No women were tearing off their shirts. Not a single plastic cup of beer was dumped over anyone’s head in the street. Although a few strands of beads could be seen here and there, there was peace at the numerous museums, sidewalk cafes, and the farmer’s market on Saturday in St. Petersburg. Meanwhile, just over the Howard Franklin Bridge, an estimated 300,000 people were packed into downtown Tampa cheering on an invasion. The Tampa Police Department was pretty happy with how things went; with only 70 or so people arrested and 130 citations written, it was a relatively calm year. On that day, St. Petersburg was Gasparilla’s alter ego. If you wanted a glass of rum, you could sit down at a sidewalk cafe and ask a waiter to bring you one.
St. Petersburg lives in several shadows. It is Tampa’s smaller twin, it is less worldly than the Russian city of the same name, and in the minds of those who live elsewhere, it generally doesn’t even exist as anything more than “Tampa Bay.” Others still consider it God’s waiting room, a bastion of old people simply waiting to die. But those days are largely in the past. Somehow, this city seemed to make better use of the boom years to better survive the quieter years. Downtown Tampa on any given weekend has an almost post-apocalyptic feel. Downtown St. Petersburg, however, while not necessarily buzzing with frantic activity, is alive with frequent events in waterfront parks and a popular farmer’s market.
It is safe to say that someone, perhaps a lot of someones, tossed their cookies on Bayshore Boulevard on Saturday, just as the saying goes that if you put 50,000 monkeys in front of typewriters, one of them will bang out a literary masterpiece. Saturday was the big city’s biggest party, the area’s answer to Mardi Gras, and the revelry, combined with beer, rum and sunshine, almost certainly produced what is medically known as emesis. Even the Tampa Bay Times warned that while the city excels at cleaning up the mess left behind by more than a quarter of a million people, joggers along the iconic waterfront boulevard should be prepared to deal with, as they put it, some “stench.”
Meanwhile in downtown St. Pete, a little girl furiously pedaled her bicycle, with the training wheels barely touching the ground, towards the Museum of Fine Arts, while her bemused father called out to her to turn around. She did, smiling as she again pedaled past the many sidewalk strollers she had just passed a moment before. Other children climbed trees and people gathered around the numerous corner hotdog stands to enjoy lunch with their legs dangling over the water at the Vinoy Park.
Along the oft-maligned St. Petersburg Pier, joggers jogged, people fished and families took in the city skyline or the dozens of sailboats out on the bay from the inverted pyramid’s observation deck. The only sign of the growing discord about the fate of the 40-year-old structure were the many signs stating, “Stop the Lens.” The Lens is a design chosen by the city to replace the upside pyramid and the various shops within with a more artistic design, notably absent the shops, that, truth be told, seem to come and go with an unfortunate regularity. On a beautiful winter weekend, the long stretch of black asphalt leading to the building is wonderfully picturesque, with a cool breeze from the bay. During the peak of summer, however, it can be a walk of hellish proportions.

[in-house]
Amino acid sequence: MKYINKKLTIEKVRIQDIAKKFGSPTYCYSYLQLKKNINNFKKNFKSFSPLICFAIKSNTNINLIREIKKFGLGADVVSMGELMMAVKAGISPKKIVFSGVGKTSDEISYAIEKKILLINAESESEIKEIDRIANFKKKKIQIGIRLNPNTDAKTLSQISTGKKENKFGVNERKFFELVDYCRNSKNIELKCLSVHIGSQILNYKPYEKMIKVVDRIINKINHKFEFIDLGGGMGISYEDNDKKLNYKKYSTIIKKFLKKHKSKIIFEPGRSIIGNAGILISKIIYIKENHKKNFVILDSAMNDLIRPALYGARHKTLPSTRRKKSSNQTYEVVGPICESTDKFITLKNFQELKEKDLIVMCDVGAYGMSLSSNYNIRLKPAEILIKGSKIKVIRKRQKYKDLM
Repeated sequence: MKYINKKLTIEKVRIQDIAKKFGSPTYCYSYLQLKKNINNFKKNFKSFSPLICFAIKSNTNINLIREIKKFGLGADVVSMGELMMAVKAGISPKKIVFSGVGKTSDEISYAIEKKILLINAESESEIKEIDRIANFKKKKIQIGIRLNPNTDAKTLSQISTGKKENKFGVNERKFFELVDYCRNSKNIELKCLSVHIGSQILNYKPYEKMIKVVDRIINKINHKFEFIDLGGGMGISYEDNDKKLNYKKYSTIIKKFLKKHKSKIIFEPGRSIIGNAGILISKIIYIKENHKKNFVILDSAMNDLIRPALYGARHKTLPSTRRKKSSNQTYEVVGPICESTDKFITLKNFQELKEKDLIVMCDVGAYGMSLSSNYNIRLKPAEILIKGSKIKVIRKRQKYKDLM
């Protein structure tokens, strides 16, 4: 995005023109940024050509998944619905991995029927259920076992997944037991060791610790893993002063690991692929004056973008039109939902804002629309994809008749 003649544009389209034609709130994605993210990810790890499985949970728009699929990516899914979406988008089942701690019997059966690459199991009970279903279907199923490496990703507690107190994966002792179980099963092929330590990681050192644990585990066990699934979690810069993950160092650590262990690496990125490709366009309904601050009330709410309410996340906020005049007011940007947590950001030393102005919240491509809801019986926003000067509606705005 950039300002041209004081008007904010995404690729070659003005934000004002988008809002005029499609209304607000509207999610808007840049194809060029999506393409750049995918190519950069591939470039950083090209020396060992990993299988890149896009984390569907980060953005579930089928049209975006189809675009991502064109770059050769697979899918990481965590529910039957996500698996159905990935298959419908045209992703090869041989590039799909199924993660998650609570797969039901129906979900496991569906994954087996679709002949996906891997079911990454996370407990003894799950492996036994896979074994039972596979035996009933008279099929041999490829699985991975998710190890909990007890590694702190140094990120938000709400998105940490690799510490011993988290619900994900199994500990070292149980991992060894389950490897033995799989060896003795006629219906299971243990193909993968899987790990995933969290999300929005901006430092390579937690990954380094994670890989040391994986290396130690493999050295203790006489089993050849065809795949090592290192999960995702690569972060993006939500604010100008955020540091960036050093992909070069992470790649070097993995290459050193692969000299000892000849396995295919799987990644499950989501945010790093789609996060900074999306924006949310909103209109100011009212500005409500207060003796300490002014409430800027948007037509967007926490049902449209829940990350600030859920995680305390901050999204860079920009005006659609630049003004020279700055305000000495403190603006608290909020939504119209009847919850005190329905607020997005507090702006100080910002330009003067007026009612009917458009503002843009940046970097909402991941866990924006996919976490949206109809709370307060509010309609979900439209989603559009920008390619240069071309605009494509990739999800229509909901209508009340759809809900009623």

The seemingly doomed pier does have one major thing going for it — the fifth floor observation deck offers what is arguably the best possible view of Tampa Bay. It is an unparalleled view of the St. Petersburg skyline, the distant Tampa skyline, the smokestacks of the TECO power plant in Apollo Beach, and dozens of sailboats, large and small, cutting through the calm water using only the power of wind.
On such a perfect Saturday, Michelle and I decided to join the children and a few tourists in pedaling around the city. Just outside of the inverted pyramid, a young man was renting surreys — bicycles shaped like small cars that could accommodate two, four or even six riders. All of the seats had pedals and steering wheels and, while the force required for motion was shared among all, the steering was the sole responsibility of the person in the front left hand seat. Sitting on the right side, my continual attempts at steering to disprove that reality as Michelle weaved through the tourists on the broad sidewalks was for naught. That, of course, did not stop me from trying.
Upon renting our two-seated surrey, the young business owner told us to be careful and if we decided to sue him over a mishap, all we would get would be a few rusty bikes but that he would get to wipe out his debt and start over again. And with that, he smiled and waved and we pedaled off, riding from the historic Vinoy Hotel, through a park along Beach Drive, to the farmers market and out into the bay at Demens Landing Park.
There is something liberating about being a tourist in your own city. There are no worries about going the wrong way, to the wrong place or looking foolish. After living here for any length of time, we all know that looking foolish is nearly impossible in Florida. On the contrary, it was fun to see the city as millions of visitors do. Perhaps next week we’ll try to do that in Tampa. Certainly, by then, perhaps with a few rain showers for good measure, the place should largely be emesis-free.
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